PARIS – The cholera epidemic that has caused more than 2,000 deaths in Haiti was introduced by Nepalese troops serving with the U.N. forces in the impoverished Caribbean country, according to a French medical report, sources close to the probe told Efe on Tuesday.
The disease first appeared in the small central town of Mirebalais, where the Nepalese soldiers set up their camp, and it was first noted just a few days after their arrival, the sources said.
To date, the U.N. Stabilization Mission for Haiti, or Minustah, has denied that the epidemic was introduced by its forces.
But the report by Dr. Renaud Piarroux, who is considered to be one of the world’s leading specialists in the study of cholera, leaves no doubt as to the origin of the disease, sources said.
The French Foreign Ministry confirmed Tuesday that it transmitted the Piarroux report to U.N. headquarters in New York.
The study was commissioned by Paris at the request of Haitian authorities, a French diplomatic spokesman said.
According to the text, the appearance of the disease coincides with the arrival of the Nepalese soldiers, who come from a country where there is currently a cholera epidemic.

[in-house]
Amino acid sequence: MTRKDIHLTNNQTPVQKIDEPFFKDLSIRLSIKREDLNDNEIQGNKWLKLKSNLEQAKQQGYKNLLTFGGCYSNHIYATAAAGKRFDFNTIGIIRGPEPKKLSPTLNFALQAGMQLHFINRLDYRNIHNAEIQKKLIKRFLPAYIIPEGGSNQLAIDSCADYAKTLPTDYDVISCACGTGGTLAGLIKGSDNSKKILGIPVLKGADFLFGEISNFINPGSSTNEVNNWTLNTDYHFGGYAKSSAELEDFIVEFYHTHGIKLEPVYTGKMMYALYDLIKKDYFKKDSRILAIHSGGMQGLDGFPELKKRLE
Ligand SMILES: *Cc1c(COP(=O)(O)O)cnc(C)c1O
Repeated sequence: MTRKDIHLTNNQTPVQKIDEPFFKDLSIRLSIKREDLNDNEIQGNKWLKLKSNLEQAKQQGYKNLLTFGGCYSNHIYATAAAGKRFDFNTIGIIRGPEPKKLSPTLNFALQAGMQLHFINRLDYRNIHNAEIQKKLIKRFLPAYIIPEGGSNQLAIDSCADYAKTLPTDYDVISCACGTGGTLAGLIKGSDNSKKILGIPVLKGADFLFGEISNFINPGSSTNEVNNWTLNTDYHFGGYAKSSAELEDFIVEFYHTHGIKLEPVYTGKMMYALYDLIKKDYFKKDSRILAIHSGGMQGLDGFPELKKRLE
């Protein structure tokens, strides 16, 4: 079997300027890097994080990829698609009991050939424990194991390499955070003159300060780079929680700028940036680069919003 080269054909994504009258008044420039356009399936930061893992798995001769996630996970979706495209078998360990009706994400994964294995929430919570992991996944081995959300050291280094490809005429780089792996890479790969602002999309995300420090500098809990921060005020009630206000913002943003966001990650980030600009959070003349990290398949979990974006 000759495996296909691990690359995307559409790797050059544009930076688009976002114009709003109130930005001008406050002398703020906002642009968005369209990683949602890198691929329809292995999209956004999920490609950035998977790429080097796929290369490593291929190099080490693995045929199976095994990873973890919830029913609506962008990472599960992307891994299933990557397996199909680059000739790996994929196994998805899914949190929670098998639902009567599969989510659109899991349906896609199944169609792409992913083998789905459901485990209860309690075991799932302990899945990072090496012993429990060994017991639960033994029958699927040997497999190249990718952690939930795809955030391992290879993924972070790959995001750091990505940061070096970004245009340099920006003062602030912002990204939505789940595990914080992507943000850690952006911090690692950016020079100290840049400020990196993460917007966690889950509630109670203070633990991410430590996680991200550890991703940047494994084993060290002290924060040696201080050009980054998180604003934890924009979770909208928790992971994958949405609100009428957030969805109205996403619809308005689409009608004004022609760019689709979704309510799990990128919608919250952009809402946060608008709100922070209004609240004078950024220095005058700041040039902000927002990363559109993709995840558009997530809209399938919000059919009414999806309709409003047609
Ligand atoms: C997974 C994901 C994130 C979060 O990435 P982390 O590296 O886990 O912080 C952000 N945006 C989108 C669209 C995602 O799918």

There is no other way to explain the rapid emergence and strength of the cholera outbreak in a small town with just a few dozen inhabitants, Piarroux and his team concluded.
The report also analyzes the manner of propagation of the disease, noting that wastewater from the Nepalese encampment drained into the same river from which the town’s residents draw their water for household use.
That watercourse also facilitated the wider spread of the epidemic, which so far has infected more than 90,000 people in Haiti, a country still struggling to recover from a Jan. 12 earthquake that killed more than 200,000 people and left a million homeless.
Minustah also sent an investigative team to the Nepalese camp which concluded that those soldiers could not be the source of the disease. EFE